Posts from the ‘Books’ Category

Excerpts from Midnight Rising: John Brown and the raid that sparked the Civil War by Tony Horwitz

A new book on the famed abolitionist John Brown will be released next week (Oct. 25). It is written by Tony Horwitz, who previously wrote the best-seller, “Confederates in the Attic.” Bloomberg recently posted five excerpts in advance of this book, which are made available here. We’ll review this book in approximately 2-3 weeks, once the book is released and we read it fully.

From the author’s website,

The author of Confederates in the Attic returns to the Civil War era to tell the gripping drama of a man and a mission that changed the course of history.

Plotted in secret, launched in the dark, John Brown’s raid on Harpers Ferry ruptured the union between North and South. Yet few Americans know the true story of the militant idealists who invaded Virginia before the Civil War. Now, Midnight Rising paints Brown’s uprising in vivid color, capturing a nation on the brink of explosive conflict.

Unlike most abolitionists, Brown was prepared to shed blood in the cause of freedom. After fighting against slavery in Bleeding Kansas, he secured money and guns from clandestine backers called the Secret Six, and convened a guerilla band that included three of his sons, his teenaged daughter, a former slave desperate to free his wife from bondage, and a dashing poet who acted as a spy inside Virginia. Then, late one autumn night in 1859, Brown marched from his mountain hideout into Harpers Ferry, seizing the town’s federal armory and vowing to liberate every slave in the South.

The bloody fight at Harpers Ferry prompted a counterattack by U.S. Marines under Robert E. Lee and shocked an already divided nation. While Southerners branded the raid an act of treason and terror, Brown’s bravery and eloquence made him a hero to many Northerners. The crisis also helped elect Abraham Lincoln, who later began to fulfill Brown’s dream with the Emancipation Proclamation, a measure the president once labeled “a John Brown raid, on a gigantic scale.”

In this riveting book, Tony Horwitz probes the troubled soul of Brown, the desperate passion of his followers, and the spirit of a sundered nation. The result is both a taut historical drama and a telling portrait of a fiery time that still resonates in our own.

“With his customary blend of rich archival research, on-location color, and lyrical prose, Tony Horwitz has delivered a John Brown book for our time. Part biography, part historical narrative, Midnight Rising is a riveting re-creation of the Harpers Ferry Raid, told with an unblinking sense of Brown’s tragic place in American history. Writing with enveloping detail and a storyteller’s verve, Horwitz shows why Brown was-and still is-so troubling and important to our culture.”  -David Blight, author of Race and Reunion: The Civil War in American Memory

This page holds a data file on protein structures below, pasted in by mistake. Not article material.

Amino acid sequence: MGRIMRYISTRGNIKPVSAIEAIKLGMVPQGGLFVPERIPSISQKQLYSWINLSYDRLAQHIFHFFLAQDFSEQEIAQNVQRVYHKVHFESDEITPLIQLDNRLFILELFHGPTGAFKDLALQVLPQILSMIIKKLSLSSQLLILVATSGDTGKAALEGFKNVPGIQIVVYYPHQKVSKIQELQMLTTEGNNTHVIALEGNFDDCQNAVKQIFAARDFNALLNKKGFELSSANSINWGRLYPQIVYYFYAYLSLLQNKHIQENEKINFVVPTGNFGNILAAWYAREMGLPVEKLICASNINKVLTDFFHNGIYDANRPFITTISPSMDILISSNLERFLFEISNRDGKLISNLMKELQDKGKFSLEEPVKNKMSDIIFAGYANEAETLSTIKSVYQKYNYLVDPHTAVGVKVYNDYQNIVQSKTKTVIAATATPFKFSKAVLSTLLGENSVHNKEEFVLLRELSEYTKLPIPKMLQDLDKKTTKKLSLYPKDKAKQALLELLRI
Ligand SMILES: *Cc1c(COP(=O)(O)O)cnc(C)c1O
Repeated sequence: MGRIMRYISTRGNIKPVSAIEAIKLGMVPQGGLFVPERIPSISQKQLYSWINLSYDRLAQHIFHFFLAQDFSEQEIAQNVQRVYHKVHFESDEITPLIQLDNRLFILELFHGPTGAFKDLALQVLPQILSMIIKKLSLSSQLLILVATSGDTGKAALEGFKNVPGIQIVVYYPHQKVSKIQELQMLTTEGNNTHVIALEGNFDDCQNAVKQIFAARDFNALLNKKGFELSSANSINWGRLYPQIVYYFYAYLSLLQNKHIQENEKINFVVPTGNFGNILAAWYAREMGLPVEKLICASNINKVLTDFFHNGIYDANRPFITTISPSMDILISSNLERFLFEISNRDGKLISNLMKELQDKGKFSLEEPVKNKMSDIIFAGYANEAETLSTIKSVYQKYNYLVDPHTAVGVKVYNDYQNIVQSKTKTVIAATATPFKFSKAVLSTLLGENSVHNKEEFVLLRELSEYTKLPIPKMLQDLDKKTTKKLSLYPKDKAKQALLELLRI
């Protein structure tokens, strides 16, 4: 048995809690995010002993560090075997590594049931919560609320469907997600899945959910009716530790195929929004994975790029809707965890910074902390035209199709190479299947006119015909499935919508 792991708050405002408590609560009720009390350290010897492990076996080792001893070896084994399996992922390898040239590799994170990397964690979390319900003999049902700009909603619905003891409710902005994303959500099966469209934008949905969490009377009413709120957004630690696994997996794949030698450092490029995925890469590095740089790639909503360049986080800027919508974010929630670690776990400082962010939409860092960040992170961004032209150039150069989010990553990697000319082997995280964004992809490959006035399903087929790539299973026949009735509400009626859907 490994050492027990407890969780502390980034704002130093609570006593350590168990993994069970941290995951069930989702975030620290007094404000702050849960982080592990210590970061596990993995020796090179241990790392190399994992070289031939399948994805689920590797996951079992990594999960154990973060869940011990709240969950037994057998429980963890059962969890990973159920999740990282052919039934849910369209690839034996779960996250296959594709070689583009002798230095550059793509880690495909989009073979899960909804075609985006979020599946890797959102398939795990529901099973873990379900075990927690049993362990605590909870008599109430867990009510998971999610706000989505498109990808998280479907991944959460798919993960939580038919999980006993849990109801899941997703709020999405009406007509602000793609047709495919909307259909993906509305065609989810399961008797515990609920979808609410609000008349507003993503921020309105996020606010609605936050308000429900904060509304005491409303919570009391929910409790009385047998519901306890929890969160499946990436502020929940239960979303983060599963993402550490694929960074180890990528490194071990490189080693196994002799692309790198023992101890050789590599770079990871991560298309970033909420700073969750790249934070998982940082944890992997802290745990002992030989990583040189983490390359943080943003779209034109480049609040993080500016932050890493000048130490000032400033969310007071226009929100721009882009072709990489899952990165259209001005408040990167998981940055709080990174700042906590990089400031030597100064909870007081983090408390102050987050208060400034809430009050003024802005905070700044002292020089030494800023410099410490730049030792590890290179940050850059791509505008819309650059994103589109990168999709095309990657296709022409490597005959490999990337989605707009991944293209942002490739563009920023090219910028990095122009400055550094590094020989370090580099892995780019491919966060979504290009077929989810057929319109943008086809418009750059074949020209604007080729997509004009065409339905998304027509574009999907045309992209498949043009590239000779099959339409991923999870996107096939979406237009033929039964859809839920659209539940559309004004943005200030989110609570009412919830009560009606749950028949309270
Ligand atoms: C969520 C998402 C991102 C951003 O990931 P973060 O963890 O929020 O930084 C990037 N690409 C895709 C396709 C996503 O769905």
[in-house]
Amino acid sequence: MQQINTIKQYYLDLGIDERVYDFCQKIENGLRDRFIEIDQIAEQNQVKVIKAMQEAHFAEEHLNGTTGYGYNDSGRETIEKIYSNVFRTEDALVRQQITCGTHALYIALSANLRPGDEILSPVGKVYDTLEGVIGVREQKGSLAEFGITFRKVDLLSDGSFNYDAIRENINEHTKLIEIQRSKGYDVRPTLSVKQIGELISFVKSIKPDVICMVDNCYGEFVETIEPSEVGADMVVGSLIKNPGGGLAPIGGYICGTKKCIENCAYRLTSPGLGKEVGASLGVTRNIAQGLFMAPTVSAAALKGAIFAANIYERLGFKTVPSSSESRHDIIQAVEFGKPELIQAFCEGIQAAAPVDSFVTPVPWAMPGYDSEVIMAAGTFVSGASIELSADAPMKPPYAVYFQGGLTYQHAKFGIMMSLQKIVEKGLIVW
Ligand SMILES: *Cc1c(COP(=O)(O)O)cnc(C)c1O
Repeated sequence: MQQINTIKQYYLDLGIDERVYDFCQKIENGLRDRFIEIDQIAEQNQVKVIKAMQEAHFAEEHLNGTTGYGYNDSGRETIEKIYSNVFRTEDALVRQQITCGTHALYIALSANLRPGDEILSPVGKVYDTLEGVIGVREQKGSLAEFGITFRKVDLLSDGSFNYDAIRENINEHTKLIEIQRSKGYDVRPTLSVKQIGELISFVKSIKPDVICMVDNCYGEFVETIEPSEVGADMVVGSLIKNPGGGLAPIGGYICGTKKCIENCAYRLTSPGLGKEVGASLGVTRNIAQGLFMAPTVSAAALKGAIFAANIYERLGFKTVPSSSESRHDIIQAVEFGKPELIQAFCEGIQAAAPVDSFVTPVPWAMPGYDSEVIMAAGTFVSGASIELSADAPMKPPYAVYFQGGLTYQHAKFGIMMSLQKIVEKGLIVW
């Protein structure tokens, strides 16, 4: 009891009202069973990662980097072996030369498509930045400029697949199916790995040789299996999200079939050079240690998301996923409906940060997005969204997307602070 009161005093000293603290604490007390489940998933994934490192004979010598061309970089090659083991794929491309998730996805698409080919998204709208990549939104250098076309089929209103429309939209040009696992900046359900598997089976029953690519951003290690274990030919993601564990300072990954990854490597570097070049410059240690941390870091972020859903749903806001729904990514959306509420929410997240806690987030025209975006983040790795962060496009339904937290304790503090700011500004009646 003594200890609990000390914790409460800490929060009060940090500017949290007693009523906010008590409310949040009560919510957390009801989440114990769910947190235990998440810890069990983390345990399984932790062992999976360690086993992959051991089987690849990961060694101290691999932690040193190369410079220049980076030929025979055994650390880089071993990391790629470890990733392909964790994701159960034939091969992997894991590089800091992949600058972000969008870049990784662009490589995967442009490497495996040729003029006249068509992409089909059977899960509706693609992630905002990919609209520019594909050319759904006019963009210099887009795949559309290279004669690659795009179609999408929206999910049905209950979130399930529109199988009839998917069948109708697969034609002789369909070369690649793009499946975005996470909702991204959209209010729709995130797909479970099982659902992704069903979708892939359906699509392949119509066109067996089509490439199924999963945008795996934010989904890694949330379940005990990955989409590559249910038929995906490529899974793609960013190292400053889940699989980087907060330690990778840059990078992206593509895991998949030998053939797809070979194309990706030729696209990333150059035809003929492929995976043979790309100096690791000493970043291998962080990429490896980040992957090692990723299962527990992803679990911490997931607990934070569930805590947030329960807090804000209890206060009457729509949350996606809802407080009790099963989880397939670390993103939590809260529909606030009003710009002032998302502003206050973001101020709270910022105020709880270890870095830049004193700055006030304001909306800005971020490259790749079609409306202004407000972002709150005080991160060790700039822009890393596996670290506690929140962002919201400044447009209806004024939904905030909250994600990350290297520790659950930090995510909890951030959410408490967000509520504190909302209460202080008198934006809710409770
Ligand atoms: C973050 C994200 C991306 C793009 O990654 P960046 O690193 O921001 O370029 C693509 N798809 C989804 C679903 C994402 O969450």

Bloomberg’s excerpts are in five parts, which you can find in the links below:

John Brown, the Antislavery Entrepreneur (Part 1)

John Brown, the Antislavery Entrepreneur (Part 2)

John Brown, the Antislavery Entrepreneur (Part 3)

John Brown, the Antislavery Entrepreneur (Part 4)

John Brown, the Antislavery Entrepreneur (Part 5)


Pursuit – by Dean Urdahl

Pursuit - by Dean Urdahl






Pursuit is an interesting novel by Dean Urdahl. A fictionalized account of the 1862-1863 battles against the Dakota Indians. Urdahl uses the fiction to bring out the action – everything is accurate historically. Compare this to the Killer Angels by Michael Schaara. Available in both paperback and Kindle editions.

Sisters pen book on Civil War history

by Mark Wineka, Salisbury (N.C.) Post

MOCKSVILLE — For five years, sisters Mary Alice Hasty and Hazel Winfree relied on John Spillman to supply the ham biscuits and coffee for breakfast or the tomato soup and grilled sandwiches for lunch.

Meanwhile, they sat at Spillman’s dining room table — piled high with their research — and wrote out in long-hand the manuscript for a state award-winning book, “The Civil War Roster for Davie County, North Carolina.”

Davie County sisters, Mary Alice Hasty and Hazel Winfree, spent years compiling and preparing a book that lists all of the 1,147 Davie County men that served in the Civil War. Photo by Jon C. Lakey, Salisbury Post.

“I was a referee,” Spillman says, laughing. “I kept them from clawing and biting each other. I kept the momentum going and gave them the praise they needed.”

The sisters called him their business manager. His pay in the end: a free book.

Published in 2009, the women’s book gives short biographies of 1,147 Davie County Confederate soldiers before, during and after the war.

It’s filled with photographs and includes invaluable extras such as the company and regiment rosters for Davie County soldiers, townships covered by the census information they used, cemeteries in Davie County where Confederate soldiers are buried, the names of the Davie men who died in the Civil War and a complete bibliography and index.